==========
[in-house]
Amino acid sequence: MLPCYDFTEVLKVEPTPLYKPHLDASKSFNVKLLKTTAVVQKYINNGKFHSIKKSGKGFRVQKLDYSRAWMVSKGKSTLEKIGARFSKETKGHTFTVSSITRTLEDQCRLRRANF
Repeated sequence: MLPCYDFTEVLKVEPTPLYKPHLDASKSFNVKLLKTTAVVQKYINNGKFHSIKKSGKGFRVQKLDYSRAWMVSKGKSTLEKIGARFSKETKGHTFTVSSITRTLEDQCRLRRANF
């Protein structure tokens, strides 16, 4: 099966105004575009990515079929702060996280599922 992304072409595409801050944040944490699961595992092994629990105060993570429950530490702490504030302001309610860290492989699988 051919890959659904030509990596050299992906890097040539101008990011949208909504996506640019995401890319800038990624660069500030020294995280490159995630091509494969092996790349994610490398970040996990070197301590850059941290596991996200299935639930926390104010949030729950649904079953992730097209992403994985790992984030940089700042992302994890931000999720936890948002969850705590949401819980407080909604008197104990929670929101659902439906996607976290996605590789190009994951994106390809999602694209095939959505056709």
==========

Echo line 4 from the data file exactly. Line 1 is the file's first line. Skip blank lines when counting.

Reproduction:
């Protein structure tokens, strides 16, 4: 099966105004575009990515079929702060996280599922 992304072409595409801050944040944490699961595992092994629990105060993570429950530490702490504030302001309610860290492989699988 051919890959659904030509990596050299992906890097040539101008990011949208909504996506640019995401890319800038990624660069500030020294995280490159995630091509494969092996790349994610490398970040996990070197301590850059941290596991996200299935639930926390104010949030729950649904079953992730097209992403994985790992984030940089700042992302994890931000999720936890948002969850705590949401819980407080909604008197104990929670929101659902439906996607976290996605590789190009994951994106390809999602694209095939959505056709």